The class asked the students to be open and honest in their own personal thoughts and feelings. It asked them to be vulnerable and they responded with their personal thoughts, memories and ideas of love that were touching, painful and heartfelt.
What is your definition of love? What is an image that represents love to you?
It was interesting to notice the difference in definitions of love. When asked to define love, over 90% of the students referred to romantic love. Images of love were romantic in nature with the largest reference point (90%) represented by a Hollywood movie still.
For me love is the strongest, most beautiful and dangerous feeling a man can feel. It can make one feels like he’s the happiest person of the entire world. But it also may make one feel like the world’s ending if not reciprocated or if one is disappointed. Love means passion, danger, beauty, fullness. It’s when one misses that special person and tries to do, get and be the best for that someone. Anon[ii]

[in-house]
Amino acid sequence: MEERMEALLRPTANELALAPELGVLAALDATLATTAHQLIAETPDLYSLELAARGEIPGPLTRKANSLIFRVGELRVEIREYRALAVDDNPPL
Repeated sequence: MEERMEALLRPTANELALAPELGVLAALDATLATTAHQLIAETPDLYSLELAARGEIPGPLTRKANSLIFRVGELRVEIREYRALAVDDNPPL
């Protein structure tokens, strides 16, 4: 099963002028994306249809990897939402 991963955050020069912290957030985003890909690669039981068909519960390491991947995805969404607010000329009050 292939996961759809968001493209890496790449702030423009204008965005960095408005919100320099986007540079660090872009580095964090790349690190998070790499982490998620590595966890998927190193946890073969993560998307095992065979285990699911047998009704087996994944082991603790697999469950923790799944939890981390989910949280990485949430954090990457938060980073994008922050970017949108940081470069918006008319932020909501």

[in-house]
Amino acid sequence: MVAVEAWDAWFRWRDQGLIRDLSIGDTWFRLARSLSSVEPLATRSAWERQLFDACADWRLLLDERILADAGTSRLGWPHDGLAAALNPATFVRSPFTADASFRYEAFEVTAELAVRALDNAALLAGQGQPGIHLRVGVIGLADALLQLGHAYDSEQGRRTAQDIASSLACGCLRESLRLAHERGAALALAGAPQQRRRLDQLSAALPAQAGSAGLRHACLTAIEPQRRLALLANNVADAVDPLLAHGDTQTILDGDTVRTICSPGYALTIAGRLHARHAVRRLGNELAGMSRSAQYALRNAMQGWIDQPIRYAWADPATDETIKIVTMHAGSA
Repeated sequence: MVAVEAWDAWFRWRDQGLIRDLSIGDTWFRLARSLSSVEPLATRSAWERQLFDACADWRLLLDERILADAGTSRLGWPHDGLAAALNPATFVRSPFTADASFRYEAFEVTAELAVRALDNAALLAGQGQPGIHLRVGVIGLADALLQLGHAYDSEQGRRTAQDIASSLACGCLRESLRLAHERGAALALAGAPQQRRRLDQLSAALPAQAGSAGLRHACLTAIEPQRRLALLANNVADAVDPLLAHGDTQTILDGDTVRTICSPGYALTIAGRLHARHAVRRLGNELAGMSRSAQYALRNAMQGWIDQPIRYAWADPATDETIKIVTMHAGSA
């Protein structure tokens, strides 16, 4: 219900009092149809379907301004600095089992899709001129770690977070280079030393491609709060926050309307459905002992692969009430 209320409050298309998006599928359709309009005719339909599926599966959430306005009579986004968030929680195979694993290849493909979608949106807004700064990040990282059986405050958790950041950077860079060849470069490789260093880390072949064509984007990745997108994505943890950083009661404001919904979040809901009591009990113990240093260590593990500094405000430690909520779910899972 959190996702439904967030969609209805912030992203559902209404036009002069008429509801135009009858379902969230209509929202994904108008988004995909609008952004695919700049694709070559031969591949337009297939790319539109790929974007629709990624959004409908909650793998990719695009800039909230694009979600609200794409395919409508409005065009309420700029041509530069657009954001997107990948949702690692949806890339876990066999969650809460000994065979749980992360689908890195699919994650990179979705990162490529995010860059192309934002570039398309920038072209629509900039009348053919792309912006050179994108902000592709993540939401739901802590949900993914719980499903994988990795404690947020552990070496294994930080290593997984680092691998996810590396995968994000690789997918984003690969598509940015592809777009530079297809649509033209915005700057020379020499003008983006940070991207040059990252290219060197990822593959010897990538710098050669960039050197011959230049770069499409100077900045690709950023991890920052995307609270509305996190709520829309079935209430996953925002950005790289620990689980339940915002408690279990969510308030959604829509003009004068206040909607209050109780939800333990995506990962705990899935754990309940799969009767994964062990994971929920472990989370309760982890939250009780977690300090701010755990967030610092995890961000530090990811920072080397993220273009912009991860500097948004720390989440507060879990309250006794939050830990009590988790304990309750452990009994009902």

According to me love is a state of mind rather than a short-lived emotion. Love is the deep longing for another person, the feeling that you’re not really complete without that person. It makes you grow beyond yourself, sincerely opening yourself towards someone. Then love becomes mental and physical nakedness. In the same time it is a cover that wraps you all around. Love is a gift that in the best case would not expect anything. Sometimes love can become sickness, full of silly emotions and absurd desires. Love is probably the most manifold condition, covering all kinds of emotions, from longing from fear to euphoria. Anon[iv]
For more examples of how the class defined love... more here.
What is a memory of love?